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How Love Letters Keep Us Connected


With lives as busy as ours, simple love letters mean a lot.

Our lives have evolved into quick kisses hello and goodbye, conversations whispered into pillows, handing off the car keys during what now amounts to a shift change. We communicate via little notes, scribbled on the backs of envelopes or on scraps of paper not already covered in crayon or glitter. Taped to the fridge or propped up against the fishbowl... "I need the car tomorrow"... "The dishwasher is full of clean dishes"... "We need dogfood"... "Lucy has a cough"... "I love you"... "and I love you."

It’s not as bad as I thought it would be, these crazy summer work schedules. We do see each other, and we do end up in the same bed for a few hours every night. We talk on the phone during the day, and again during the 15 minutes after he has come home and before I have to leave. Last night, we made dinner together in those precious 15 minutes, revisiting the dance we have perfected in a dozen years of marriage with small kitchens. And as the final result bubbled away on the stove, I dashed back out the door with an air kiss so as not to smear my lipstick, my heels clicking down the stairs as the children tumbled over each other chasing me to the car with more hugs and kisses and cries of "I'll miss you mommy" and "See you in the morning!"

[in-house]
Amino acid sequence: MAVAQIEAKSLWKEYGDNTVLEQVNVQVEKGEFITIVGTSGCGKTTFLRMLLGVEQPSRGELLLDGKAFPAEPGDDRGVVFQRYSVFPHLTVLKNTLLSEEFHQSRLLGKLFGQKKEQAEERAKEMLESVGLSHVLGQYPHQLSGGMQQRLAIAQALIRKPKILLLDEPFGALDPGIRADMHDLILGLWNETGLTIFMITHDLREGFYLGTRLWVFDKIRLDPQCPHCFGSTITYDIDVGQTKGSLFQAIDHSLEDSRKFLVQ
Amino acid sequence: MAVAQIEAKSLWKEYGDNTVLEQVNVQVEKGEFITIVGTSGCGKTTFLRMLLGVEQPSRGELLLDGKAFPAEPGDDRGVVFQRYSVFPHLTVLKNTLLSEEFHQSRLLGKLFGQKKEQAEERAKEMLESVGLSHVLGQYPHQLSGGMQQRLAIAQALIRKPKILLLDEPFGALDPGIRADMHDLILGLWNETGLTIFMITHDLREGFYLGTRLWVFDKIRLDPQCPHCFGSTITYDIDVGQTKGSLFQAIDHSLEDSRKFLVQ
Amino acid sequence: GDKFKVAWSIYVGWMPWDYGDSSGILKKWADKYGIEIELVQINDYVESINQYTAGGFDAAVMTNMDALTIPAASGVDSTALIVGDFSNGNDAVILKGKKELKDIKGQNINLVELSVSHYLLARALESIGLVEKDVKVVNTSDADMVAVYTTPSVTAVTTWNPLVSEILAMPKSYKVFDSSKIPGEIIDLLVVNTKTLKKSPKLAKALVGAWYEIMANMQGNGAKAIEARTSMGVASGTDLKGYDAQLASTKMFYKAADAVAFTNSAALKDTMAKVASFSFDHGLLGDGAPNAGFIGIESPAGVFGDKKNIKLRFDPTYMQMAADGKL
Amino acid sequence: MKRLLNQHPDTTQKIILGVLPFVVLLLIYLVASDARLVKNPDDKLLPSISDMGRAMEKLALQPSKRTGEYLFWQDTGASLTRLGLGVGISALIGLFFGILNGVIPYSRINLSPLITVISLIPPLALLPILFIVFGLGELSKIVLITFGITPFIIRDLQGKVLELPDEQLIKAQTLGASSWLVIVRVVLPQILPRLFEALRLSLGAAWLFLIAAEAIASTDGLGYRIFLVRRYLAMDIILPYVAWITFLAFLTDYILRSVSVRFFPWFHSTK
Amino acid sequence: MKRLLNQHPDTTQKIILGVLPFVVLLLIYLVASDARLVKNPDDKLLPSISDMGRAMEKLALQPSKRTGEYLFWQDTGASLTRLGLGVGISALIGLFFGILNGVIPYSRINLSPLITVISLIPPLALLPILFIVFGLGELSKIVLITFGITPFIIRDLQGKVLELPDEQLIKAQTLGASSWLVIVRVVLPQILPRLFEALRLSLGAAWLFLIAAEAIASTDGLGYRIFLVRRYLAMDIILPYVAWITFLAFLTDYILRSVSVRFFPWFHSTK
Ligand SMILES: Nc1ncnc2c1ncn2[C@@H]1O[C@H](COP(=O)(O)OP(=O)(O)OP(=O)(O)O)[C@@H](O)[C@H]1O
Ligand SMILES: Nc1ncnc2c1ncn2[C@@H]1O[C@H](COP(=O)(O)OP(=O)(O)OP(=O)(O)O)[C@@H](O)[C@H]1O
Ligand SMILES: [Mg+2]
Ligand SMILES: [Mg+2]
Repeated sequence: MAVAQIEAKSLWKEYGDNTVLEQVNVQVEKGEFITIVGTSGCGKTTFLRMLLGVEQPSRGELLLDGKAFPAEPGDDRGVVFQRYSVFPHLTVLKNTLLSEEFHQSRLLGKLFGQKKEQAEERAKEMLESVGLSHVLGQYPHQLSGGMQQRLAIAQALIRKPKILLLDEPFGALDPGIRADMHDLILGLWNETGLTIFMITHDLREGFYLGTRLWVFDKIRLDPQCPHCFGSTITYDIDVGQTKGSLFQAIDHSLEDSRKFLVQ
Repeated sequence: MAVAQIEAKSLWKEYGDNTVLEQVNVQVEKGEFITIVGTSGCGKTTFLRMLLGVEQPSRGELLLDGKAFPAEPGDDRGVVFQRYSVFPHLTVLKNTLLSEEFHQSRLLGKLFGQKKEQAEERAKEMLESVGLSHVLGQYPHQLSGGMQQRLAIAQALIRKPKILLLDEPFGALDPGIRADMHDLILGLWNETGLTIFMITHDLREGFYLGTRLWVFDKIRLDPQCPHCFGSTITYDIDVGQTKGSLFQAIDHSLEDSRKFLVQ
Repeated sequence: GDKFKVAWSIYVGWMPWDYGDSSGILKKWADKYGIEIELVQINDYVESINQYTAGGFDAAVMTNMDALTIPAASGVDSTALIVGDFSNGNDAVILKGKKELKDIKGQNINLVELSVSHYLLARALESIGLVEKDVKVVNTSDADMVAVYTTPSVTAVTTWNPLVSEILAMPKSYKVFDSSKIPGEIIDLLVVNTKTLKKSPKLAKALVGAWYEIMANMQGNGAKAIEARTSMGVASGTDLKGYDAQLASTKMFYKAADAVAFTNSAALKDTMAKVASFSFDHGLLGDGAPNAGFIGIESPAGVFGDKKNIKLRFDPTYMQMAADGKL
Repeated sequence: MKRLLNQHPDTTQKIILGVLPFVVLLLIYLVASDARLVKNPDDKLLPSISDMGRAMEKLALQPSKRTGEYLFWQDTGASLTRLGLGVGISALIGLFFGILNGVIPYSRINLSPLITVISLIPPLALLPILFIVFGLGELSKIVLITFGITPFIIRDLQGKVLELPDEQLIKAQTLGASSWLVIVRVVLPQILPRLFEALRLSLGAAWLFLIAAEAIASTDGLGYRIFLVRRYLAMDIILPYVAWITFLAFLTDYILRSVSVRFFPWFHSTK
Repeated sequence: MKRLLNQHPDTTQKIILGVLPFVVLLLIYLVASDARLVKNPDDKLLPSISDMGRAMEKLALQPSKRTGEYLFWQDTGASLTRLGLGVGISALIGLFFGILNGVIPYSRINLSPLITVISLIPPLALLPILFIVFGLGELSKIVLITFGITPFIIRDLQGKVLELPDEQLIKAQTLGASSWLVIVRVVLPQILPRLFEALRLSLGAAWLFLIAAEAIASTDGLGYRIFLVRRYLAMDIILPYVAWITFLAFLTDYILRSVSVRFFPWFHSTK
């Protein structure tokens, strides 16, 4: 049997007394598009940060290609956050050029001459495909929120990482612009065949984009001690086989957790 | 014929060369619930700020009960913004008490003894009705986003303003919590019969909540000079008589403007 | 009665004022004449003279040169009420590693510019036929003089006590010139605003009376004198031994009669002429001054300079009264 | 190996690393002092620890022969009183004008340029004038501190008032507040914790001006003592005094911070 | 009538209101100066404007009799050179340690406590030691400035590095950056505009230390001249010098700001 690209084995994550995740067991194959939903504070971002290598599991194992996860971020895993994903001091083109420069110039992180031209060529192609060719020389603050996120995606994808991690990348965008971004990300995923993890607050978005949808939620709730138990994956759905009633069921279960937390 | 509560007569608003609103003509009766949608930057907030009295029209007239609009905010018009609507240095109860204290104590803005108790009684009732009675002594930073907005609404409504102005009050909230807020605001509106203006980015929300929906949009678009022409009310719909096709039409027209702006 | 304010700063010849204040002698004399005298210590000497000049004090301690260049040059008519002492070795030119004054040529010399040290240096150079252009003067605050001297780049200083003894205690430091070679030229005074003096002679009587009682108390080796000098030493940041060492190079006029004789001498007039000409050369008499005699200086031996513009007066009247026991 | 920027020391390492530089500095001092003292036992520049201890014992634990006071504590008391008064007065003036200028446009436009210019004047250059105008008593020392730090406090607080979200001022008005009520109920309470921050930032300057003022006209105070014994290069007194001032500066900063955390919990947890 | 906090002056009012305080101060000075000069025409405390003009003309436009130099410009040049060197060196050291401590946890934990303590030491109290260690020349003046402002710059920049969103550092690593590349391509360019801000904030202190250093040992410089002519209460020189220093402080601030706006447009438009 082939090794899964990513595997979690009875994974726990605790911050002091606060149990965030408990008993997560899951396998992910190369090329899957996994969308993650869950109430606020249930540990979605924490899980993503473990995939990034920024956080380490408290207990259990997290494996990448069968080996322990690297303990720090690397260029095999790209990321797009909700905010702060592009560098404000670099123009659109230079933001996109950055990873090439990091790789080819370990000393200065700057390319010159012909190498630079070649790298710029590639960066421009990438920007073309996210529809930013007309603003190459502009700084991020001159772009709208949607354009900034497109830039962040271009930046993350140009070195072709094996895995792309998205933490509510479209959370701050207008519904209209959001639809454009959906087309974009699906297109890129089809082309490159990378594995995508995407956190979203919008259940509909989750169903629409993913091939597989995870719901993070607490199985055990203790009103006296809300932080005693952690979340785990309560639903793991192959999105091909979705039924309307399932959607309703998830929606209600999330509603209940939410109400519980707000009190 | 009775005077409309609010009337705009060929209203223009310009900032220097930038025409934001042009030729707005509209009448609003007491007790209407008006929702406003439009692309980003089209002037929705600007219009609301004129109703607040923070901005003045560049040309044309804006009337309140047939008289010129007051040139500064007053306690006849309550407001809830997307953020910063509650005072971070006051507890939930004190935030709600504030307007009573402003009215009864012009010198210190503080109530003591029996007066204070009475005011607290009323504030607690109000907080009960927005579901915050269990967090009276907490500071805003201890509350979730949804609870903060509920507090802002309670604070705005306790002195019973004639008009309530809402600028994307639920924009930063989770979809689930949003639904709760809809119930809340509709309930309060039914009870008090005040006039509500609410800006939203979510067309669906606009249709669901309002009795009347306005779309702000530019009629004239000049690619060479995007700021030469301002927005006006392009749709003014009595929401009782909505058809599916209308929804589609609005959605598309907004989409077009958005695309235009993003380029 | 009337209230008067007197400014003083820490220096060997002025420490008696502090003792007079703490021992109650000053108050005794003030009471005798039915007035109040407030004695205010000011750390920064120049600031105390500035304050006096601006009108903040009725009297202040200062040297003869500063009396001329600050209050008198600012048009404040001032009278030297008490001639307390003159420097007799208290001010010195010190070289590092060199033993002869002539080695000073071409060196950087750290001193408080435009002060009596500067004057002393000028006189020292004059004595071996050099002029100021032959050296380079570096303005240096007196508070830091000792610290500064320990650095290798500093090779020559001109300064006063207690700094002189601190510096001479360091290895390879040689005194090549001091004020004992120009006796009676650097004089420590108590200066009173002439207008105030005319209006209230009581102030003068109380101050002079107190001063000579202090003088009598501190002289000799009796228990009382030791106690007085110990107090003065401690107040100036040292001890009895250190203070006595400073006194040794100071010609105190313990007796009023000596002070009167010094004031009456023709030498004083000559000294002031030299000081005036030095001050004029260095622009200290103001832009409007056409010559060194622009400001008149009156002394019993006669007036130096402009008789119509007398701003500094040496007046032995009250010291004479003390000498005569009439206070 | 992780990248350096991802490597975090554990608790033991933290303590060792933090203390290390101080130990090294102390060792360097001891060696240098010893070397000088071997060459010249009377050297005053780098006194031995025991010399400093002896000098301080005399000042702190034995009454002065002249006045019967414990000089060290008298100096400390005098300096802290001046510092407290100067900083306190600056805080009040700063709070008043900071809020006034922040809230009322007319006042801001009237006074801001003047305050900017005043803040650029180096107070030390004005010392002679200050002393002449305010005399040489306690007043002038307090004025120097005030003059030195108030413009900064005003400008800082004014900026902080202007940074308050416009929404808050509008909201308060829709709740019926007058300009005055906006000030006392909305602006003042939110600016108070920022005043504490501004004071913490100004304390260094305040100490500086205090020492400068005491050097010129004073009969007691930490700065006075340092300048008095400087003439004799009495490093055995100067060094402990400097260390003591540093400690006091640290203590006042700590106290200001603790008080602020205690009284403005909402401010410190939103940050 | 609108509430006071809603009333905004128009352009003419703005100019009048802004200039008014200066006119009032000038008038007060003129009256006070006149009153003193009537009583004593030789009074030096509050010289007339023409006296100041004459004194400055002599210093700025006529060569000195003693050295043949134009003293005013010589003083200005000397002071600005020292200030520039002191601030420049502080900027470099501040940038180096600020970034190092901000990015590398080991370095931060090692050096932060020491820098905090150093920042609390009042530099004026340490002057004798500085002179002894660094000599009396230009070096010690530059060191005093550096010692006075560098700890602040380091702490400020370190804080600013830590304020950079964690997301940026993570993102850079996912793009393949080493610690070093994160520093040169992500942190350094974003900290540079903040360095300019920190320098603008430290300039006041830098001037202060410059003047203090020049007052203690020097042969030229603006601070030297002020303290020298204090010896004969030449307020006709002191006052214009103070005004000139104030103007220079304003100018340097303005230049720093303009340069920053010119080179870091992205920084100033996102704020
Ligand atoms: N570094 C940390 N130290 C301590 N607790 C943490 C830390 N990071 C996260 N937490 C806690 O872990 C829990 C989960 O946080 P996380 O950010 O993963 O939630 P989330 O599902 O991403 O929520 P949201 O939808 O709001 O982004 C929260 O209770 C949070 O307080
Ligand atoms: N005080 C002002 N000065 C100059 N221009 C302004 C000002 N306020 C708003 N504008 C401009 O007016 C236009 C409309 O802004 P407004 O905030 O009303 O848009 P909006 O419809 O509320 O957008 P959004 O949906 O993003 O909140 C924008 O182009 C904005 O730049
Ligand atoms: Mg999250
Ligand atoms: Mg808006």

One of the reasons I think it's not so bad is those little notes. It is a way for us to connect, one that we have utilized over the years—my husband has always left for work at 5am, and I frequently work nights—so we use every opportunity to express our love and appreciation and respect for each other—even if it’s on the back of a credit card bill.

These notes may not be love letters on perfumed stationary written in fountain pen—but it’s our version, and it works. We still exchange highly informative emails and phone calls that are short on romance and long on technicalities and complaints—but these little notes are—for the most part—endearments and kindnesses and a way to be personal, when it can't be said in person.

In these days when everything is rushed and money is tight and date night is a pipe dream because we don't have the time or the money, a little note written with a broken crayon by the microwave light at midnight does me just fine. But if he's still awake when I get home, well... even better.

Originally written for Hybrid Mom.

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